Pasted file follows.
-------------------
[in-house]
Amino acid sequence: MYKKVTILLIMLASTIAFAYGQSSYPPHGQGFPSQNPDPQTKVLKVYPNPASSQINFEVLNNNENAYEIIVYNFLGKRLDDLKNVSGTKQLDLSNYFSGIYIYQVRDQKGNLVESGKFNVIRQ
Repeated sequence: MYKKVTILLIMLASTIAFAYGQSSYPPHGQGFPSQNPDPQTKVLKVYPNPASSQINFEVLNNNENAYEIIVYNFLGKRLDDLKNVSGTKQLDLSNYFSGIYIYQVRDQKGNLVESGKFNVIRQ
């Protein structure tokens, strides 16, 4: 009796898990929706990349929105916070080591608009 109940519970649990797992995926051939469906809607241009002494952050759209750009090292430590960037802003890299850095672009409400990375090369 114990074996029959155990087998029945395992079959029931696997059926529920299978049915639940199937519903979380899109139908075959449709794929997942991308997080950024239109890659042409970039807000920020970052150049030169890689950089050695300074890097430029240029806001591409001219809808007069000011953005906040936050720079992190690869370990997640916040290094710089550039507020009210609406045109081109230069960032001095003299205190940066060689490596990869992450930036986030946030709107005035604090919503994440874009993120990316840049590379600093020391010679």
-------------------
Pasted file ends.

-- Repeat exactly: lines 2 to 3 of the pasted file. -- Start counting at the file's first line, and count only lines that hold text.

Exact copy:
Amino acid sequence: MYKKVTILLIMLASTIAFAYGQSSYPPHGQGFPSQNPDPQTKVLKVYPNPASSQINFEVLNNNENAYEIIVYNFLGKRLDDLKNVSGTKQLDLSNYFSGIYIYQVRDQKGNLVESGKFNVIRQ
Repeated sequence: MYKKVTILLIMLASTIAFAYGQSSYPPHGQGFPSQNPDPQTKVLKVYPNPASSQINFEVLNNNENAYEIIVYNFLGKRLDDLKNVSGTKQLDLSNYFSGIYIYQVRDQKGNLVESGKFNVIRQ